There are two bay windows in the house. Behind one is the living room, the other fronts the library-office (seen here pre-remodel). "You might expect that a house like this would have wonderful, old wood floors under the carpet," says Goff. "Not this one. Old photos tell us the house had wall-to-wall carpet from day one. Back when it was built, this room had a carpet with a huge floral print." The men put in new hardwood floors themselves, using square-head nails for an authentic to the era look.

We hired a contractor to do the foundation and addition, we hired skilled day labor as needed, and we had some great friends and family who helped out, like my dad who came up for a week. But by and large, it was us day in and day out for seven years and counting.

Mark started by designing the house. He's always been able to think three dimensionally, and because he is a graphic designer, he knows his way around Adobe Illustrator. There were two big shortcomings in the home’s layout: It needed a larger kitchen and a master suite—features that weren’t important when it was built. We took five small rooms across the back of the house and reimagined them as a bigger kitchen, powder room, closet, and sitting room. It seemed natural to add a master bedroom with a proper closet and bathroom on top of part of that space, on the second floor. A later addition on the side, probably added around 1903, was too far gone to save—it had never had a foundation. So we removed that. Mark drew it all up, and a structural engineer reviewed and stamped it for us.

We had been thinking about the layout for a long time, and Mark started designing the house before we even closed, so by the time the deal was done, we had a direction, a floor plan, and an elevation. We also decided that we would take some liberties, that it would be a renovation, not a restoration. For instance, they didn’t have central heat and air conditioning back then, and we wanted those features. We decided we aren’t Victorians, and we didn’t want to live like the Victorians.

Our decision was helped along by a architectural historian named Erik Kamvik. He visited the house and said it was a borderline teardown. We are the kind of people who hear a statement like that and see it as the glass being half full. We thought: "At least it’s not a TOTAL teardown!"

Now, Healdsburg is a small town, and from the beginning, there was a lot of interest in the house. Many people knew it, they loved it, and they wanted it to stay the same. It was known in town as the "White House."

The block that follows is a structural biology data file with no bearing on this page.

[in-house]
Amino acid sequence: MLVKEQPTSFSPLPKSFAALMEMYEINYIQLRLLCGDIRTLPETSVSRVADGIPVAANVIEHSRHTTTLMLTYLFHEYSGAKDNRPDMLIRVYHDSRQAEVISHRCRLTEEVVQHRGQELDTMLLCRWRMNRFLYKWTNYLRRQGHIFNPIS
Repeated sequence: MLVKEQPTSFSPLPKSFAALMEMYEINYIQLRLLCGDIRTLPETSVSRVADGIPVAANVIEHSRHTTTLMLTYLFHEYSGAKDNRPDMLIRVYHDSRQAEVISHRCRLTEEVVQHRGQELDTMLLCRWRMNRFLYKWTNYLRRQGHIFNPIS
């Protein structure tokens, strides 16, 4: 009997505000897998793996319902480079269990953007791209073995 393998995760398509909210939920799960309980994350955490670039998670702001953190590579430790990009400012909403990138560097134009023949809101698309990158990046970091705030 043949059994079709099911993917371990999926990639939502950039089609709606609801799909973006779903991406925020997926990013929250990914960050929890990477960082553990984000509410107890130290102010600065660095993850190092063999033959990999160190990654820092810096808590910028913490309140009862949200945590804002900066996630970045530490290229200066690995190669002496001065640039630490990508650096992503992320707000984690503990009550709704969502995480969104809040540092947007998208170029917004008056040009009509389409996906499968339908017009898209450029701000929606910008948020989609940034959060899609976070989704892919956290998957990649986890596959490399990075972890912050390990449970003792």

John Marshall built the home for his new wife back in 1870. Marshall was a blacksmith and a volunteer fireman. He died from smoke inhalation after battling a local blaze. A grand home when it was built, it is well documented with photographs held at the Healdsburg Museum and Historical Society. The fact that it has looked much the same throughout its history has endeared it to many in the small town.

It’s more formally called the Marshall House, after John Marshall, a blacksmith, who built it for his new wife in 1870. We don’t know her name, but we know she was a very diminutive person. We have a picture of her outside the house, and she’s definitely short, and maybe that's why all the doorknobs are set so low.

You could say the house was something of a celebrity in town. It sat vacant for 60 years, just off the Healdsburg Plaza. Everyone dreamed of fixing it up and living in it. People still love to come up and chat with when they see us working, and we’ve even had people walk in and start looking around. The truth is, it can make it hard to get things done. But we like to chat and we enjoy sharing our house.

But what some people don’t realize is that we can hear what they say through the single-pane windows. They walk by while we are inside and talk about what we are doing...and what they think we are doing wrong. It’s fun and kind of funny to hear people speculate about what’s going on here. We are on a "haunted" Healdsburg tour too, and that’s also amusing to hear. The house, by the way, is not haunted. We’ve never seen anything, and in fact a psychic who went through reported she sensed nothing at all here—but that’s not the story they tell on the tour.

Another time, a stranger passing by commented: "It looks like a million dollar pile of kindling to me!" Later, Mark said that all he could think was, "Bitter party of one, your table is ready!"

– As told by Phillip Engel and Mark Goff

In our next installment... DIY trial by fire.